Another important item destined to alter the power balances was represented, as stated above, by firearms, the Tupak of the skilled Baluch Jemadar, soldiers. During the first half of the nineteenth century matchlocks began to appear in the hands of Omani mercenary troops – composed also of Baluch – who imported them from the Ottoman Empire and from Europe. As is well known, Omani interests did not converge only on the island of Zanzibar and on the seaboard of the mainland in front of it; the Al Bu Sa’id, and their Baluch troops, moved down to Mozambique (Hawley, 1982:29-39; Pouwels, 2002:385-425). In this regard, a clear sign of the consistency of the Omani military aspirations along the coasts of East Africa during the first half of the nineteenth century were the political and diplomatic initiatives between the Portuguese and Oman. In 1830 the representatives of the Lisboa Crown in Lourenço Marquez (the present Maputo) sent to the Sultan of Oman what follows:
“27 de Março de 1830, Relaçao dos artigos enviados para o imamo de Mascate, com indicação do respectivo valor: 1 espingarda de 2 canos e um par de pistolas também de 2 canos (150 pesos), uma bengala de abada con castão de ouro (70 pesos), una moldura com vidro para o retrato do rei (10 pesos); para embaixador do imamo havia sido dispensido o valor de outra bengala (20 pesos) e de um par de pistolas de um cano (12 pesos)”. 4
Tabora, near the heart of Unyamwezi, as we have seen above, became an ‘Arab’ town together with Ujiji. Here Baluch soldiers settled, intermarried, and soon became powerful figures. There were obviously considerable modifications in the traditional elites’ patterns of power relationships, where client-patronage perspectives never were to be the same, and where new actors were destined to emerging on the new western Indian Ocean scenario in its connections with the East African hinterland. Everybody could share this ambition but at the same time new tensions were introduced between Swahili rich families, struggling to preserve their precarious domination, and the demand of the ‘parvenus’ on whose support they relied (Glassman, 1991:277-312).
Throughout the nineteenth century the shame and humiliation of slavery in East Africa had been imposed and exploited by numerous social groups for many lucrative purposes mainly originating from southern Arabia and western India. Baluch were part of this framework. To this regard, the British explorer Stanley wrote:
“… this personage with a long trailing turban, was Jemadar Esau, commander of the Zanzibar force of soldiers, police, or Baluch gendarmes stationed at Bagamoyo. He had accompanied Speke and Grant a good distance into the interior, and they had rewarded him liberally. He took upon himself the responsibility of assisting in the debarkation of the expedition, and unworthy as was his appearance, disgraceful as he was in his filth, I here commend him for his influence over the rabble to all future East African travellers …” (Stanley, 1872).
And from another British testimony by Lieutenant General R.S.S. Baden-Powell: “… The first visitor from the outer world to come into the Uganda was a Baluch soldier, named Isau bin Hussein, of Zanzibar, who, in 1849 or in 1850, flying from his creditors, finally reached the court of Suna, King of Uganda. On account of his beard they named him ‘Muzagaya’ (‘The Hairy One’), and he became a power in the land. Through him the people there first heard of the Arabs and of white men, of whose existence only vague reports, treated as fairy tales, had hitherto reached them. The rumour arose among them that they too were originally descended from a white race …” (Kirkland, 1998).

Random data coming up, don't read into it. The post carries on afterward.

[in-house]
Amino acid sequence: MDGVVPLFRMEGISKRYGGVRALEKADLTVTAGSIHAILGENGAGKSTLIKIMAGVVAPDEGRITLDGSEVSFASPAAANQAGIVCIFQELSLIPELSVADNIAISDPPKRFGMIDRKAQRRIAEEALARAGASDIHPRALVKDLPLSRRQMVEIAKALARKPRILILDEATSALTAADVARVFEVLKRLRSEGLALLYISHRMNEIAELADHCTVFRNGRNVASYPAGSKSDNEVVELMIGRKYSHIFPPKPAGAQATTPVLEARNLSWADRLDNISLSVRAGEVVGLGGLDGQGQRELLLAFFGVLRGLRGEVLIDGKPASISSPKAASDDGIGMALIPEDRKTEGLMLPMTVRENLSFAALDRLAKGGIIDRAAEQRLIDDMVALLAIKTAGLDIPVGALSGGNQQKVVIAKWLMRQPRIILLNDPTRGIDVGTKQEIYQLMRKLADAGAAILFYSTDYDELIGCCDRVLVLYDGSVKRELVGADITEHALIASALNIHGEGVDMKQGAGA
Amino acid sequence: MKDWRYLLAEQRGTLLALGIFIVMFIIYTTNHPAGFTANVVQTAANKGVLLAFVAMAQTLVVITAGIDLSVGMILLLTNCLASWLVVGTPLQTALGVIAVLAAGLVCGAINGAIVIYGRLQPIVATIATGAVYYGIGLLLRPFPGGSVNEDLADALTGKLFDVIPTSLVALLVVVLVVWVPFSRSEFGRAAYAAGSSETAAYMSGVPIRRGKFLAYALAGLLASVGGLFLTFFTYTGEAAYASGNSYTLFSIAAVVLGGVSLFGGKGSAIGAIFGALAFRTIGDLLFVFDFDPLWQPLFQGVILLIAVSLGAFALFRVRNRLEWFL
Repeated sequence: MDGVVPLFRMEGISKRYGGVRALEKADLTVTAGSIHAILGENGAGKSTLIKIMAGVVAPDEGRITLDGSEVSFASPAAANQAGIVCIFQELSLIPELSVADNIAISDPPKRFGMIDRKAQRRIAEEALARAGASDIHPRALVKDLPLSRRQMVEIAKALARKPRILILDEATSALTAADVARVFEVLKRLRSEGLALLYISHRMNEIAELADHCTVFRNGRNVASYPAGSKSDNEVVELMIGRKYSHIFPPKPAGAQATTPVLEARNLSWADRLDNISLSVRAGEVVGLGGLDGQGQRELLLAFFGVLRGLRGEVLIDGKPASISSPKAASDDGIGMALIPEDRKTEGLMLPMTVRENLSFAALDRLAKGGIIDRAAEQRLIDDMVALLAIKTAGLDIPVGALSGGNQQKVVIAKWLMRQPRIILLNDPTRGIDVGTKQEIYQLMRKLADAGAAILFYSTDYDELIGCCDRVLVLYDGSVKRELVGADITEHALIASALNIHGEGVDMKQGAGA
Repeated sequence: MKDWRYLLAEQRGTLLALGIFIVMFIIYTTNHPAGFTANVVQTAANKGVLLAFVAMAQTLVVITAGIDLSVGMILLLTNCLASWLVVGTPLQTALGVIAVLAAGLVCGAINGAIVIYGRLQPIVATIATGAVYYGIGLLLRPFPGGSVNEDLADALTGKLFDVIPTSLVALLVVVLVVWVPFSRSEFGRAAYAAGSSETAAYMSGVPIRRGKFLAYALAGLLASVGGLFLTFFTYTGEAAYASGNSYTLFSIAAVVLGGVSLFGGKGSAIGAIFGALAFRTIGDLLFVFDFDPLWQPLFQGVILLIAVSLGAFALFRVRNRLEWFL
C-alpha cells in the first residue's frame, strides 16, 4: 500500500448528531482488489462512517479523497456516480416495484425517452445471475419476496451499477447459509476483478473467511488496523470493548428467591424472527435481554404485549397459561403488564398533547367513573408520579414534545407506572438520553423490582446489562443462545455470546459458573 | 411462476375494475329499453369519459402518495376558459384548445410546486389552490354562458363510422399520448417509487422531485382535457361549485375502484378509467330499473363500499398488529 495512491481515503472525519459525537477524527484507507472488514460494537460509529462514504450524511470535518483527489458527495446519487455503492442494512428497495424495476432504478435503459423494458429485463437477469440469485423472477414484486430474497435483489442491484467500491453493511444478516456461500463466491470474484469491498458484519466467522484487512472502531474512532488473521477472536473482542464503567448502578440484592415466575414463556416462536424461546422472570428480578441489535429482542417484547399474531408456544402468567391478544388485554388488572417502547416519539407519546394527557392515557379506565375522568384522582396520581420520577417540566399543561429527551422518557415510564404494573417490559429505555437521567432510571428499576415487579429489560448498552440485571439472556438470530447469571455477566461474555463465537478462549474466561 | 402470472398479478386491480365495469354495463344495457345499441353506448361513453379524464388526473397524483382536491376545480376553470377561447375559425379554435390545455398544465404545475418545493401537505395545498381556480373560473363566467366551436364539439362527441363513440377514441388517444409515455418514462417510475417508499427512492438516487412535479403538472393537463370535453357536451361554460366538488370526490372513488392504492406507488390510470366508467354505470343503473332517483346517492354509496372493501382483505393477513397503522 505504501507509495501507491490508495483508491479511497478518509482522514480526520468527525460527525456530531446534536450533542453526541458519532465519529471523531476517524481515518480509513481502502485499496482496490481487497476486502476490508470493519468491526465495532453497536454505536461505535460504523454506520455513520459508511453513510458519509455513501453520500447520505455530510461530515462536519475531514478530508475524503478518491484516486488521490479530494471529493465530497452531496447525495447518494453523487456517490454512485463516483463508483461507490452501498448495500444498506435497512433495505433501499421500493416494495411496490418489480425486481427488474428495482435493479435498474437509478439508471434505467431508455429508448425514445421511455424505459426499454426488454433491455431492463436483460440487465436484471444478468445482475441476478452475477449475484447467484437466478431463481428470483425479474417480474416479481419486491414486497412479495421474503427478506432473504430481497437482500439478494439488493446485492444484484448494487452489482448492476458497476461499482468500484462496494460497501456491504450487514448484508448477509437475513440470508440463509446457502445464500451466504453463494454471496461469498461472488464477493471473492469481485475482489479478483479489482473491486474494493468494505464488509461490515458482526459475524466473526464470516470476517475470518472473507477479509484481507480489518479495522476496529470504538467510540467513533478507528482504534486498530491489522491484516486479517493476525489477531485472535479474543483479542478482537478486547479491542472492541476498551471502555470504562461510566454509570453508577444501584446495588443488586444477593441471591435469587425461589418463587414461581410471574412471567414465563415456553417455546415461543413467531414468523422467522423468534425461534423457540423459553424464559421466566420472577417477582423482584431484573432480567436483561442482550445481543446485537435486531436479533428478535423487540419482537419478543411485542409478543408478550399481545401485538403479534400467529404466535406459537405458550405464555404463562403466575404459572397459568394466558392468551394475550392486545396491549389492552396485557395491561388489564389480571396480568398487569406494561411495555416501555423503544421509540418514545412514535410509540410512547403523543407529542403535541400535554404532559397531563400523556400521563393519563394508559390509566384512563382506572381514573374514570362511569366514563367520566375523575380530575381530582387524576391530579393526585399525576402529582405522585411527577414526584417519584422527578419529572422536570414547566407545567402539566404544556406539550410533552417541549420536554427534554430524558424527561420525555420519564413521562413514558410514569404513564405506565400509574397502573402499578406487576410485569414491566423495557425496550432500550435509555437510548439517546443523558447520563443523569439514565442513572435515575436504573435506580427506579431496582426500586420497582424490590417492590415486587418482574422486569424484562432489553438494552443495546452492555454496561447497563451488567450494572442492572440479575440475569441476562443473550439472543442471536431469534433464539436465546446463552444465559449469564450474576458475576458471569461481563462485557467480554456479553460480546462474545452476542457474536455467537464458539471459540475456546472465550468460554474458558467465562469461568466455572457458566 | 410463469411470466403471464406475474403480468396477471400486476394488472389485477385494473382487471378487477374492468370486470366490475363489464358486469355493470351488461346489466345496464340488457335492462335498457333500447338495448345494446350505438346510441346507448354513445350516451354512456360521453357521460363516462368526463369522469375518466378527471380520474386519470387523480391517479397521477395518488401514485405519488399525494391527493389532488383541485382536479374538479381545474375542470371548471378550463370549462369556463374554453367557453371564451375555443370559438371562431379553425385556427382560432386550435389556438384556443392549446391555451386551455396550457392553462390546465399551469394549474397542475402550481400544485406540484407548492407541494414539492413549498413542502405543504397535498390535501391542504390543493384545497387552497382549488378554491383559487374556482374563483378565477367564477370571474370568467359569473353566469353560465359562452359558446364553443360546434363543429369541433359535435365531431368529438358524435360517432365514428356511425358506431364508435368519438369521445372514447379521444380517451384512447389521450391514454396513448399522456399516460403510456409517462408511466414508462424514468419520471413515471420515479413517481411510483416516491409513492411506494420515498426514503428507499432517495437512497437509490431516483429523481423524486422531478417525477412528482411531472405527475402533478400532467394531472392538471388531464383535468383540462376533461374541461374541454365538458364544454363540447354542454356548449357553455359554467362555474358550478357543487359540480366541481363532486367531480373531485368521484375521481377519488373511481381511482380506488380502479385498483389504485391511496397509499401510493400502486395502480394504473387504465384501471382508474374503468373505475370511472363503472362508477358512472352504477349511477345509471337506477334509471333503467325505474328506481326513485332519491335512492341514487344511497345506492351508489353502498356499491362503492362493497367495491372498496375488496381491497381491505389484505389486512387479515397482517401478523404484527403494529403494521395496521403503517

During the second half of the nineteenth century, the growing effectiveness of British measures aimed at abolition caused a reduction in the availability of East African slaves. This lack was, however, partly compensated for by Asiatic slaves, as shown by the commerce in Asian people from the coast of Baluchistan destined to be sold in the squares of Arabia. And this was one of the alternative slave routes in the western Indian Ocean.
We confirm the theory which maintains that in the Indian Ocean, people of African origin may have moved to India and to the Gulf as free people as well as slaves – more than 70% (about 1,500) of soldiers in Oman were African from East Africa – and Asians were moved to Africa and Southeast Asia as slaves or moved as traders or indentured labourers (Mujitaba, 2000; Jayasuriya and Angenot, 2008). Here the Baluch moved as Jemadari, as soldiers, and as body guards to the Omani Sultans, and represented with their firearms their military and defensive strength in Africa. Later on, they settled and started different economic activities; the Baluch did acquire social status and considered themselves ‘better than the Africans’, while on the South-Central Asian coasts they were enslaved themselves by other ethnic groups in a much more powerful positions (Nicolini, 2007:384-396).5 To conclude, the role of the Baluch on the Swahili coast was deeply interconnected with the role played by the Omani Sultans; therefore, they were mercenaries within the slave trade along the Swahili coast during the nineteenth century which was generally ‘controlled’ by Omani-Arabs and was represented by many diversified groups. It was an endless process of power relationships within slave societies in the Indian Ocean. The conservation of Baluch cultural identity in Africa is a peculiarity of some descendants of the nineteenth century courageous Asian warriors although restricted to few small enclaves.